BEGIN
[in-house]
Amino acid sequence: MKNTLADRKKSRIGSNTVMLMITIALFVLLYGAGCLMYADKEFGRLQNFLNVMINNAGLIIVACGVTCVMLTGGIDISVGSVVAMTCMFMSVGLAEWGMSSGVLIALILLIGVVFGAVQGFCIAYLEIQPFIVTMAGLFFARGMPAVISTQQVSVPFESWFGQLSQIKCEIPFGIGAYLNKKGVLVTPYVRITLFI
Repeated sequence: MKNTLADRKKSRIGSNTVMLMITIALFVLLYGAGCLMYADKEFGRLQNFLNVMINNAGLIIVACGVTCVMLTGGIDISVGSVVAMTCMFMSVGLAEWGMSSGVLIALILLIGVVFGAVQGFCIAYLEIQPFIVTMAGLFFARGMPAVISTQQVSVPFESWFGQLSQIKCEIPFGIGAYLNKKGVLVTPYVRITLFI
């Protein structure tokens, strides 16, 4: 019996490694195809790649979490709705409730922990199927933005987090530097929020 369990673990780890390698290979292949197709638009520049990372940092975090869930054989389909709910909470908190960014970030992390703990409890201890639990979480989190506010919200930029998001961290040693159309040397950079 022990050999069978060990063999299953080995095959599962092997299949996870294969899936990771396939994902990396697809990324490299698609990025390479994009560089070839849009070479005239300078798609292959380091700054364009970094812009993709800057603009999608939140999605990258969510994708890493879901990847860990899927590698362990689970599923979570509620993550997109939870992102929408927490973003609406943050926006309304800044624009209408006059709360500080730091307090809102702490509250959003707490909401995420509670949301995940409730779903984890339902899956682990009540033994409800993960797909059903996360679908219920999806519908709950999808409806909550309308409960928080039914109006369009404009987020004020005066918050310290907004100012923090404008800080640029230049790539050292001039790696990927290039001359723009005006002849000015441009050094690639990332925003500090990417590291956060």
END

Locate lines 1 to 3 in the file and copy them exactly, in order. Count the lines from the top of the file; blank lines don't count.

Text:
[in-house]
Amino acid sequence: MKNTLADRKKSRIGSNTVMLMITIALFVLLYGAGCLMYADKEFGRLQNFLNVMINNAGLIIVACGVTCVMLTGGIDISVGSVVAMTCMFMSVGLAEWGMSSGVLIALILLIGVVFGAVQGFCIAYLEIQPFIVTMAGLFFARGMPAVISTQQVSVPFESWFGQLSQIKCEIPFGIGAYLNKKGVLVTPYVRITLFI
Repeated sequence: MKNTLADRKKSRIGSNTVMLMITIALFVLLYGAGCLMYADKEFGRLQNFLNVMINNAGLIIVACGVTCVMLTGGIDISVGSVVAMTCMFMSVGLAEWGMSSGVLIALILLIGVVFGAVQGFCIAYLEIQPFIVTMAGLFFARGMPAVISTQQVSVPFESWFGQLSQIKCEIPFGIGAYLNKKGVLVTPYVRITLFI